So how do you get there? How do you pay it off? If you are currently in the position I was in – with debt that you want to get rid of, then there are a few tips I learned that I think will help you accomplish your goal.
First, imagine yourself as a downhill skier preparing for an Olympic race. The course lies in front of you, and you’re poised at the top of the mountain, ready to tackle this huge challenge. Four things will ensure your success:
Just like a good skier, you must work to have a foundation in place before you begin your journey. You’ll need to have a basic understanding of things like how to improve your credit score and what happens if you’re late on a payment. You should also read this great article that explains the specific steps necessary to get started.
Okay, now you’re prepared, which means you’re ready to stand at the top of the mountain. But there’s still the problem of inertia to overcome. That’s why the world-class skiers give themselves a big push. And you’ll need to do the same. Sometimes, you might have a friend or family member who can help you out by giving you a friendly shove in the right direction. But more often, you have to be the one to give yourself a push. No matter how scared or nervous you might be about the journey ahead, take the leap and commit to giving your all to this challenge. Tell yourself: “I will do it!”
Fortunately, you won’t be skiing haphazardly (which can be dangerous!). You’ll be following your plan. Your plan is separate from your preparation; it requires looking ahead and committing to a specific course of action. When I started paying off my credit card, I decided to aim for paying $480 per month, every month, for as long as it took to become debt free. Having that kind of specific number in mind proved to be crucial, because it made me focus on meeting that goal every month.
This part might be the most important of all. Even though you have your specific goal ($480 per month or whatever your own number is), there will be times where you fall short because of unexpected circumstances or when you slip up and buy something that prevents you from making your monthly goal. My advice is don’t ever get down on yourself. It’s okay to be frustrated, but you’ve got to move beyond the frustration quickly or turn it into added motivation. Why? Because optimism is motivating. Pessimism induces apathy. If you lose faith in yourself, you’ll be cooked. So don’t let that happen to you. Keep your head up and keep pushing forward no matter what bumps you hit along the way!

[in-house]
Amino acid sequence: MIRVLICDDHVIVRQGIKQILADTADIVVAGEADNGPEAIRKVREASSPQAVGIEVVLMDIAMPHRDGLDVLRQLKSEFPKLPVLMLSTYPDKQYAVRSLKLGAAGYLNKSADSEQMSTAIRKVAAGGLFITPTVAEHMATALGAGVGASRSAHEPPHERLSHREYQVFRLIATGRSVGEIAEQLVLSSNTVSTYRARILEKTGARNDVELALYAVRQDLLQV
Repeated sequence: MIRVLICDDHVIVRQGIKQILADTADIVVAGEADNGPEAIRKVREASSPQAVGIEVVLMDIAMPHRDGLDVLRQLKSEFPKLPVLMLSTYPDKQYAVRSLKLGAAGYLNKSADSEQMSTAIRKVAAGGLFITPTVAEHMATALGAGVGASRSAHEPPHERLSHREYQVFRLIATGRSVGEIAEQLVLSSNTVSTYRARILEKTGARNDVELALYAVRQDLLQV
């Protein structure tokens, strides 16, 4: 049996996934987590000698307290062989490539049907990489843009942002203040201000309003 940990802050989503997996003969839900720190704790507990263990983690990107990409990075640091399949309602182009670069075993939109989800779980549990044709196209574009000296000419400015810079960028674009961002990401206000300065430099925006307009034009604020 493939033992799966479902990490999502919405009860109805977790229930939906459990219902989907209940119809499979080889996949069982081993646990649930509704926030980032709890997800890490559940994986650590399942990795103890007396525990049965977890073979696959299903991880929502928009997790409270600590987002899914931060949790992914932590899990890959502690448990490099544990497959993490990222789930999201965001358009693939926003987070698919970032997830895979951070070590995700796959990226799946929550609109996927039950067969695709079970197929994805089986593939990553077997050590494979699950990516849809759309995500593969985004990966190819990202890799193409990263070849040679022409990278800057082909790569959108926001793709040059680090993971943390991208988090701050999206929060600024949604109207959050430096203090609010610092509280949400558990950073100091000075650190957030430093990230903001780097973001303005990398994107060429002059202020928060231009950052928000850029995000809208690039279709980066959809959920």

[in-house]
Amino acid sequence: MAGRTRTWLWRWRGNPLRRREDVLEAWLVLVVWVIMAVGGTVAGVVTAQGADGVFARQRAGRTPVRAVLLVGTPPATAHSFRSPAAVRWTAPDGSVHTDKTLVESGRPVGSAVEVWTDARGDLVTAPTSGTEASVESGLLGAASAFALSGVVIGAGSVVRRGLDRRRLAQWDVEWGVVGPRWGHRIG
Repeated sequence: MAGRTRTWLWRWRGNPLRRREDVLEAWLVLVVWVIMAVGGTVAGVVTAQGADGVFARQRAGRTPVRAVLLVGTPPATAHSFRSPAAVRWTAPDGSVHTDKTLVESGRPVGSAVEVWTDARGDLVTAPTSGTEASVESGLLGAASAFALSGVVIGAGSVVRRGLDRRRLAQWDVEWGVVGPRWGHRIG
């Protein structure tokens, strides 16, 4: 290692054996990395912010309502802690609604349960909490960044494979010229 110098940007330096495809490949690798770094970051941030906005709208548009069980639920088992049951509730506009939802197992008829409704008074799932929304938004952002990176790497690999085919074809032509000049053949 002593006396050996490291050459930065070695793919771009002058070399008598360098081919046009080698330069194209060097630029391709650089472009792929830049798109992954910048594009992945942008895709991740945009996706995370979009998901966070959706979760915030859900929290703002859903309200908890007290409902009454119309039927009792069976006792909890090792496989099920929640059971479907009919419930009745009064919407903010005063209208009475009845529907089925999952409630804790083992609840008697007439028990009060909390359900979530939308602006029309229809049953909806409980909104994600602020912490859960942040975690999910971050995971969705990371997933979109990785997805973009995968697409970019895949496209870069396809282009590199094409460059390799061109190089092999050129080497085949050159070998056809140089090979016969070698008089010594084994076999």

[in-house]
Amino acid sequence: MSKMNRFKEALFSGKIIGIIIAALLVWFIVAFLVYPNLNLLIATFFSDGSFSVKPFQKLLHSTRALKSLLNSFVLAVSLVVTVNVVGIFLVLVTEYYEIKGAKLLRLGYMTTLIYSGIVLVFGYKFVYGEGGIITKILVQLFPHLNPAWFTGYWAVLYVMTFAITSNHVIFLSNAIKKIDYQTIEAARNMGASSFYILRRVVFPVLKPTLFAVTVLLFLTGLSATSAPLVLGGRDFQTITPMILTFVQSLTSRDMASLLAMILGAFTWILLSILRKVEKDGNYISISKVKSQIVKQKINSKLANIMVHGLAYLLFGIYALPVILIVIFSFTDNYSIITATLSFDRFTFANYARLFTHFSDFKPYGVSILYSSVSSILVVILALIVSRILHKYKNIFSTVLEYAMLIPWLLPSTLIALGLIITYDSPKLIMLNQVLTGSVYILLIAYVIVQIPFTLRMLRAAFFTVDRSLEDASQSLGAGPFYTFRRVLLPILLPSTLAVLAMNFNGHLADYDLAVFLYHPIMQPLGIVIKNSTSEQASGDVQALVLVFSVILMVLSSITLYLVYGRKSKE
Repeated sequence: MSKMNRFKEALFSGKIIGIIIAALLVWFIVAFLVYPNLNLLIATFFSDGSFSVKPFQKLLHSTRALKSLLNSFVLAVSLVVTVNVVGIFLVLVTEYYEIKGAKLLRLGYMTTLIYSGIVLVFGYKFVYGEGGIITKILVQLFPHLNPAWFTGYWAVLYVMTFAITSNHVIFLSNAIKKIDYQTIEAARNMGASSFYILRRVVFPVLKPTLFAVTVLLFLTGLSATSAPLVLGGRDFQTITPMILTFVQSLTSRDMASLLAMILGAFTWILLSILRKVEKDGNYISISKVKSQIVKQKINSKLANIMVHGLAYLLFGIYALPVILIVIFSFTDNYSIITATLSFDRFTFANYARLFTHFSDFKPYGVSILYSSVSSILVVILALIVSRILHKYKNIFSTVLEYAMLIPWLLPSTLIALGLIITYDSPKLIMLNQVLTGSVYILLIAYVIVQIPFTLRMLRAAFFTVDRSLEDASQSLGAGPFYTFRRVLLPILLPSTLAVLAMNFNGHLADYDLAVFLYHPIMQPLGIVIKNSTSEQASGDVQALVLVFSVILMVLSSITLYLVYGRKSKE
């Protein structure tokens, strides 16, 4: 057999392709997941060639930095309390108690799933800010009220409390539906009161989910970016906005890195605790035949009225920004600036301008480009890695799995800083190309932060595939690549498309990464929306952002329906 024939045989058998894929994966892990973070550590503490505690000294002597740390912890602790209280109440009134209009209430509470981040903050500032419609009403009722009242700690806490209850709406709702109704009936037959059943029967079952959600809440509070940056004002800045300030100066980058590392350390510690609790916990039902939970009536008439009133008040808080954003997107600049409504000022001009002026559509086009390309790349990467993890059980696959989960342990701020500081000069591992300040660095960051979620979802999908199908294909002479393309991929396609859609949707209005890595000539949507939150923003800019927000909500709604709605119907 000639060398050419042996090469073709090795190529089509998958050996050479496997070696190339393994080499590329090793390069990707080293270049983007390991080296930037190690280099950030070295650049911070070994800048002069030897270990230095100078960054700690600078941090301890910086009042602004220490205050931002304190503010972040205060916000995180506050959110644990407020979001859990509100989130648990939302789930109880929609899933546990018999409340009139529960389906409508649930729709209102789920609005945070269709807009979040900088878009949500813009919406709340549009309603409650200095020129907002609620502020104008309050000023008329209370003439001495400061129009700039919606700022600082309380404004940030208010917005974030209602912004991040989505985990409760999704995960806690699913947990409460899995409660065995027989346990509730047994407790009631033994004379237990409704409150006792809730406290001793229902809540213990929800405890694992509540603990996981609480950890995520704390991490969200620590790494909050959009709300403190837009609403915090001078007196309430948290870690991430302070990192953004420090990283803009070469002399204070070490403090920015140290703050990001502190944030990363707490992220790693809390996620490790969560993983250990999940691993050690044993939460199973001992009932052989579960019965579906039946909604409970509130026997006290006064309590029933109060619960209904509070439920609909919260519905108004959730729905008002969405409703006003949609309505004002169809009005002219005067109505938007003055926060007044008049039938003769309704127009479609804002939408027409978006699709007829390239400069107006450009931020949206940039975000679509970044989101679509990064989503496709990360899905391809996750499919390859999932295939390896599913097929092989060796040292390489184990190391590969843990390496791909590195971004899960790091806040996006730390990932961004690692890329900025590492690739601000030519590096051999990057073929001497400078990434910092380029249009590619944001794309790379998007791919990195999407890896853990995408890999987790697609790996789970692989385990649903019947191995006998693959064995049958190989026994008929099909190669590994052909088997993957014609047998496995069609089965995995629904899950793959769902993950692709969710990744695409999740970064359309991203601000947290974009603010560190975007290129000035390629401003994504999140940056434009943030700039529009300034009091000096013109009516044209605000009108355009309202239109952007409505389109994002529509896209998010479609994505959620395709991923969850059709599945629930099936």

At the beginning of this post, I mentioned how I quit my job and gave myself 3-6 months to start a new career – as a writer/blogger. Well, after 3 months of searching, I had not found a new job yet. I was admittedly a bit nervous about my finances. But fortunately, I stayed positive and kept moving forward, and by the time the 6th month rolled around, I was working for ReadyForZero, a company dedicated to helping people get out of debt (go figure!).
Wherever your own journey takes you, I believe if you follow the tips above you will be able to reach your goal of becoming debt free. And, in honor of Self-Improvement Month, I urge you to continue reading about how to optimize your finances here on the Credit Karma Blog (and on the ReadyForZero Blog).
Good luck, and remember to avoid the trees and rocks as you fly down the mountain!
Benjamin Feldman is a writer and personal finance expert at ReadyForZero, a site dedicated to helping Americans manage and pay off their debt – for free.